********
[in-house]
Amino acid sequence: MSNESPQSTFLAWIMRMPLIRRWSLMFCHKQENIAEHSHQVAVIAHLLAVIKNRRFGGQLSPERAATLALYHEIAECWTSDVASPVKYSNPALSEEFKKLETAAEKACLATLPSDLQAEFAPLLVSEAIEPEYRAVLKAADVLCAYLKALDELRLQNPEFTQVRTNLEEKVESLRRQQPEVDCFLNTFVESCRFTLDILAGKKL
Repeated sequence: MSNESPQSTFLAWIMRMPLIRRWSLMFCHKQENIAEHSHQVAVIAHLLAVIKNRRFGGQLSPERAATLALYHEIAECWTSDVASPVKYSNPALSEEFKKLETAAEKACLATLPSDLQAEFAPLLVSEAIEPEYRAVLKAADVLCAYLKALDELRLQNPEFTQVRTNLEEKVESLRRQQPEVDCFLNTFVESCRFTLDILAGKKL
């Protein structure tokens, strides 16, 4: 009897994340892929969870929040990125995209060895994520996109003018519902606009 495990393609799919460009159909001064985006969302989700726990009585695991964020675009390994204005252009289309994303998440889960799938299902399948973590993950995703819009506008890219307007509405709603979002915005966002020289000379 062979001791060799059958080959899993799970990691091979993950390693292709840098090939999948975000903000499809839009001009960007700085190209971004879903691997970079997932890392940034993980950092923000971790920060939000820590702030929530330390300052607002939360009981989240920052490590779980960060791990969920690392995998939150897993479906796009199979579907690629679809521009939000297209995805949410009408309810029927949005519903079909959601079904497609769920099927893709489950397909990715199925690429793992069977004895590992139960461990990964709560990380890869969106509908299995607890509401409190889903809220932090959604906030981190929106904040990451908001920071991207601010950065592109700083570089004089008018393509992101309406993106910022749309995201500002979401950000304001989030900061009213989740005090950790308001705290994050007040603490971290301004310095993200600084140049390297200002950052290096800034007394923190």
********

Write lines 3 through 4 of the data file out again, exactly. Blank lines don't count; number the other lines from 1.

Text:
Repeated sequence: MSNESPQSTFLAWIMRMPLIRRWSLMFCHKQENIAEHSHQVAVIAHLLAVIKNRRFGGQLSPERAATLALYHEIAECWTSDVASPVKYSNPALSEEFKKLETAAEKACLATLPSDLQAEFAPLLVSEAIEPEYRAVLKAADVLCAYLKALDELRLQNPEFTQVRTNLEEKVESLRRQQPEVDCFLNTFVESCRFTLDILAGKKL
């Protein structure tokens, strides 16, 4: 009897994340892929969870929040990125995209060895994520996109003018519902606009 495990393609799919460009159909001064985006969302989700726990009585695991964020675009390994204005252009289309994303998440889960799938299902399948973590993950995703819009506008890219307007509405709603979002915005966002020289000379 062979001791060799059958080959899993799970990691091979993950390693292709840098090939999948975000903000499809839009001009960007700085190209971004879903691997970079997932890392940034993980950092923000971790920060939000820590702030929530330390300052607002939360009981989240920052490590779980960060791990969920690392995998939150897993479906796009199979579907690629679809521009939000297209995805949410009408309810029927949005519903079909959601079904497609769920099927893709489950397909990715199925690429793992069977004895590992139960461990990964709560990380890869969106509908299995607890509401409190889903809220932090959604906030981190929106904040990451908001920071991207601010950065592109700083570089004089008018393509992101309406993106910022749309995201500002979401950000304001989030900061009213989740005090950790308001705290994050007040603490971290301004310095993200600084140049390297200002950052290096800034007394923190």